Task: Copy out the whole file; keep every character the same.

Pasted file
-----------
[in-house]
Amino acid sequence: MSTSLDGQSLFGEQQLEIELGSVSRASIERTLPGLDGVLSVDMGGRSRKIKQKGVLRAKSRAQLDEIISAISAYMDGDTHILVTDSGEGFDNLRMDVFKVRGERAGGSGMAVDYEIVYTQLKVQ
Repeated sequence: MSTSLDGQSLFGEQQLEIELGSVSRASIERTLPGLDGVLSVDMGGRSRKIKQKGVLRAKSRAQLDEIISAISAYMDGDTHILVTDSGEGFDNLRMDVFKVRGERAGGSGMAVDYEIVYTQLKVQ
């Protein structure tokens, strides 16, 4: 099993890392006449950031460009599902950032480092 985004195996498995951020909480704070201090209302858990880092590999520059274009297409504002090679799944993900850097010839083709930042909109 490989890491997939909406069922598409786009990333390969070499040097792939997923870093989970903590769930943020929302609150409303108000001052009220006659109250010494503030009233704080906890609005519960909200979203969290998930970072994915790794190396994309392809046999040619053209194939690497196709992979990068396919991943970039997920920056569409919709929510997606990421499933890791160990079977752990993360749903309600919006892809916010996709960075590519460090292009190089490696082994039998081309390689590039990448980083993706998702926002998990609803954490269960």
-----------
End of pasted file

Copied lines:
[in-house]
Amino acid sequence: MSTSLDGQSLFGEQQLEIELGSVSRASIERTLPGLDGVLSVDMGGRSRKIKQKGVLRAKSRAQLDEIISAISAYMDGDTHILVTDSGEGFDNLRMDVFKVRGERAGGSGMAVDYEIVYTQLKVQ
Repeated sequence: MSTSLDGQSLFGEQQLEIELGSVSRASIERTLPGLDGVLSVDMGGRSRKIKQKGVLRAKSRAQLDEIISAISAYMDGDTHILVTDSGEGFDNLRMDVFKVRGERAGGSGMAVDYEIVYTQLKVQ
């Protein structure tokens, strides 16, 4: 099993890392006449950031460009599902950032480092 985004195996498995951020909480704070201090209302858990880092590999520059274009297409504002090679799944993900850097010839083709930042909109 490989890491997939909406069922598409786009990333390969070499040097792939997923870093989970903590769930943020929302609150409303108000001052009220006659109250010494503030009233704080906890609005519960909200979203969290998930970072994915790794190396994309392809046999040619053209194939690497196709992979990068396919991943970039997920920056569409919709929510997606990421499933890791160990079977752990993360749903309600919006892809916010996709960075590519460090292009190089490696082994039998081309390689590039990448980083993706998702926002998990609803954490269960």